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Windows Programming
.NET 2.0+

Getting the Active Process

When developing software that monitors running processes, it can be useful to obtain details of the currently active application. The .NET framework does not provide methods to permit this so Platform Invocation Services (P/Invoke) must be used.

Referencing the API Functions

When using Microsoft Windows, there can only be one active, or foreground, window. This is the window that can receive input from the user and whose owning thread has a slightly higher priority than other open windows. In some situations it can be useful to identify the active process that owns this window.

The .NET framework provides a class, named "Process", that allows you to examine the details of a running process. However, this class cannot be used to identify the program that is currently in use. In order to identify the foreground window and obtain a Process object linked to it, you must use Platform Invocation Services (P/Invoke) to call functions from the Windows API.

In this article we will create a simple application that identifies the active process. To begin, create a console application project.

Creating the API Declarations

In order to declare the API functions so that they can be called from C#, the DllImport attribute from the System.Runtime.InteropServices namespace is used. To simplify the code, add the following using directive to the code:

using System.Runtime.InteropServices;

The first of the API functions that we will use is "GetForegroundWindow". This function returns the handle of the foreground window, or null if no window is active. To declare the function, add the following to the class:

private static extern IntPtr GetForegroundWindow();

The handle returned by the GetForegroundWindow function provides insufficient information to create a Process object. However, it can be passed to a second function, named "GetWindowThreadProcessId". This function returns the identifier for the thread that created a window and, optionally, the process identifier of the window. The handle of the window to interrogate is passed as a parameter. The process ID that we require is returned via an output parameter.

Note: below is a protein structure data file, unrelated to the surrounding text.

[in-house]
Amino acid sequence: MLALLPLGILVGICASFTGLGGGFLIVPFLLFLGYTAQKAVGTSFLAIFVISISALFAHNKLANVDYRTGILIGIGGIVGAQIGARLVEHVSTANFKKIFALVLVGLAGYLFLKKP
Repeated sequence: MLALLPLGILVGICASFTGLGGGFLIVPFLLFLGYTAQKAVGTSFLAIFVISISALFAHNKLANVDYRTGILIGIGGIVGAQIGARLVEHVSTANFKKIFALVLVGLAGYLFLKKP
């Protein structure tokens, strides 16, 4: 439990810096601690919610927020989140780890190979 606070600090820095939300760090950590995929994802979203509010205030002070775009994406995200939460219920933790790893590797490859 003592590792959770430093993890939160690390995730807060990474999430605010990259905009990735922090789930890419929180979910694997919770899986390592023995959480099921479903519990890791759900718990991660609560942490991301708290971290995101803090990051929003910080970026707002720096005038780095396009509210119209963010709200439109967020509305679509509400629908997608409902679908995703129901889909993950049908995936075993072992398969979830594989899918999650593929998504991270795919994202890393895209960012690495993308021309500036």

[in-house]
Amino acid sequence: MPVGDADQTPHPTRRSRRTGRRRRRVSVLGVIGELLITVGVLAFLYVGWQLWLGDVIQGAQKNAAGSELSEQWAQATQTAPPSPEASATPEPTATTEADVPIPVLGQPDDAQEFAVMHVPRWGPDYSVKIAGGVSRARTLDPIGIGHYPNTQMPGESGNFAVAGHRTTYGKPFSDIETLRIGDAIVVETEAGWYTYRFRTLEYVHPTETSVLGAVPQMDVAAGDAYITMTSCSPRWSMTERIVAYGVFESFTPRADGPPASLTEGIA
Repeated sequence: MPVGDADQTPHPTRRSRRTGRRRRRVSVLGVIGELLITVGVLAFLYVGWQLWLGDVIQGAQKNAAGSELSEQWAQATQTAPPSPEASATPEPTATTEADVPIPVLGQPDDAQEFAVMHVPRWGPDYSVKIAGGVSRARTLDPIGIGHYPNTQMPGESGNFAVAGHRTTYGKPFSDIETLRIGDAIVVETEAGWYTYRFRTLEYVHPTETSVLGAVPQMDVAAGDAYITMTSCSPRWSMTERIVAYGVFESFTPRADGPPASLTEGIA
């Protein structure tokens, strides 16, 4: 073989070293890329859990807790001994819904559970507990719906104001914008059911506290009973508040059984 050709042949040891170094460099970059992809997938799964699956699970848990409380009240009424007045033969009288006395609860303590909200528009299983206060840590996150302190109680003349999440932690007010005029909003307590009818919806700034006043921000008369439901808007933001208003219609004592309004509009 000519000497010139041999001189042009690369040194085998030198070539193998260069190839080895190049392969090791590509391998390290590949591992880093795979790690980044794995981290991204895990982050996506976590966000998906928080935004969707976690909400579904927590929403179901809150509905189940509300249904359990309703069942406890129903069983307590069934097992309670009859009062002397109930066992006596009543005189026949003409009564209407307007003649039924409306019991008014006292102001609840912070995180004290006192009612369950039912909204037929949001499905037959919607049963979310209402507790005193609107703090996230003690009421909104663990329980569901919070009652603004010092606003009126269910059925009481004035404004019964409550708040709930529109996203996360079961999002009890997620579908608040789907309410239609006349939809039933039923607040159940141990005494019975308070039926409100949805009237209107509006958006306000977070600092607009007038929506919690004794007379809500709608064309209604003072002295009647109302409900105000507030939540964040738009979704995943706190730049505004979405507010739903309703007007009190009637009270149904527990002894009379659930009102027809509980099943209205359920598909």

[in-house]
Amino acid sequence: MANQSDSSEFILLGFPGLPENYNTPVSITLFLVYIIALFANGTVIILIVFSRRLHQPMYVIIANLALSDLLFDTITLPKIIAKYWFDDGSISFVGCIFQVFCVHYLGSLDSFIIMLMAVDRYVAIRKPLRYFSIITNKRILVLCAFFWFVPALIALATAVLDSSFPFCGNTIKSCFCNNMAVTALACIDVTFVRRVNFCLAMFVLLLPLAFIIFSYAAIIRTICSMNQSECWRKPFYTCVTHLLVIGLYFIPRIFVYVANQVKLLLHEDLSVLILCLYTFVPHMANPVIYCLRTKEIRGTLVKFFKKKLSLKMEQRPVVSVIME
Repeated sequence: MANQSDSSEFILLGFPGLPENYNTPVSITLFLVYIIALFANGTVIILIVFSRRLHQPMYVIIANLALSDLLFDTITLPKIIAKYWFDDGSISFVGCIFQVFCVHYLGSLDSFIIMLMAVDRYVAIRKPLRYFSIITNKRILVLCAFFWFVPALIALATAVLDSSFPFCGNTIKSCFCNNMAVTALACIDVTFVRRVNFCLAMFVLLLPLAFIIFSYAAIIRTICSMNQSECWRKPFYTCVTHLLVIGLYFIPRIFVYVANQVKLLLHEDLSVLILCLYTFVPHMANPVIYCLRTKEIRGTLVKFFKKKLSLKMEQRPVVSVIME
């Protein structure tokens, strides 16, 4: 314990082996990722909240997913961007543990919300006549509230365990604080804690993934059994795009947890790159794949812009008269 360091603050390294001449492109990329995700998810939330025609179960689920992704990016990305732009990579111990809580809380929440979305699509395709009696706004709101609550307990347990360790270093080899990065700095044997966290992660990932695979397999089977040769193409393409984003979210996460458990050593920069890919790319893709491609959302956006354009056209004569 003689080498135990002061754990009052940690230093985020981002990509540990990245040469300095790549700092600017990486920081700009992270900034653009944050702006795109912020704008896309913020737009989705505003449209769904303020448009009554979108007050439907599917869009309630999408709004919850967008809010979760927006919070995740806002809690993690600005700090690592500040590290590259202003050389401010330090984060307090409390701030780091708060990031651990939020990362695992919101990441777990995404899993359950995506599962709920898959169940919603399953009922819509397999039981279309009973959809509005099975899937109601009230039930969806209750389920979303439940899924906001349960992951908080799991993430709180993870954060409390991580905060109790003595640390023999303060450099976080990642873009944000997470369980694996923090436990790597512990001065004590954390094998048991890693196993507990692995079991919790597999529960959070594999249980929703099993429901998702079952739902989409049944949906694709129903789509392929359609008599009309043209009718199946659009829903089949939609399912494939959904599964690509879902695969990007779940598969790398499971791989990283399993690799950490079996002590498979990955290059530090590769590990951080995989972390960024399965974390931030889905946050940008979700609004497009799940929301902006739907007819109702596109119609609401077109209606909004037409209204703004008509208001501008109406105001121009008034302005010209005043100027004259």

private static extern Int32 GetWindowThreadProcessId(IntPtr hWnd, out uint lpdwProcessId);

Obtaining a Process Object for the Active Process

In this section of the article we will create a method that can be used to identify the active process and return a Process object that is linked to it. The Process class is found in the System.Diagnostics namespace so add the following using directive to the code:

using System.Diagnostics;

To begin, we will add the method declaration to the code. The method will return a Process object, or null if there is no active process. In the sample code below the method is static so that you can call it from the Main method of the console application without creating any other objects.

private static Process GetActiveProcess()

The first task is to call the GetForegroundWindow function to obtain the handle of the active window. To do so, add the following to the GetActiveProcess method:

IntPtr hwnd = GetForegroundWindow();

If the returned pointer is null, the method will return null. If not, some further processing is required. We can perform this check and return either null or a Process object from another method using the conditional operator and a ternary expression.

return hwnd != null ? GetProcessByHandle(hwnd) : null;

Finally, we need to create the GetPtrocessByHandle method. This method uses the GetWindowThreadProcessId API function to obtain the process ID and then the GetProcessById method of the Process class to obtain a Process object. The entire operation should be contained within a try / catch block in case a problem occurs when trying to obtain the process. This is unlikely but may happen if the active window is closed before the call is made.

private static Process GetProcessByHandle(IntPtr hwnd)
        uint processID;
        GetWindowThreadProcessId(hwnd, out processID);
        return Process.GetProcessById((int)processID);
    catch { return null; }

Testing the Method

To test the method we will call it repeatedly in a while loop. After each call we will output the title of the active window and then pause the thread for a second. The pausing will use the Thread class from the System.Threading namespace so add the following directive:

using System.Threading;

To create the loop, add the following to the Main method.

while (true)
    Process currentProcess = GetActiveProcess();
    if (currentProcess != null)

You can now execute the program. Once running, try opening and closing windows and switching between applications before viewing the output in the console.

14 January 2010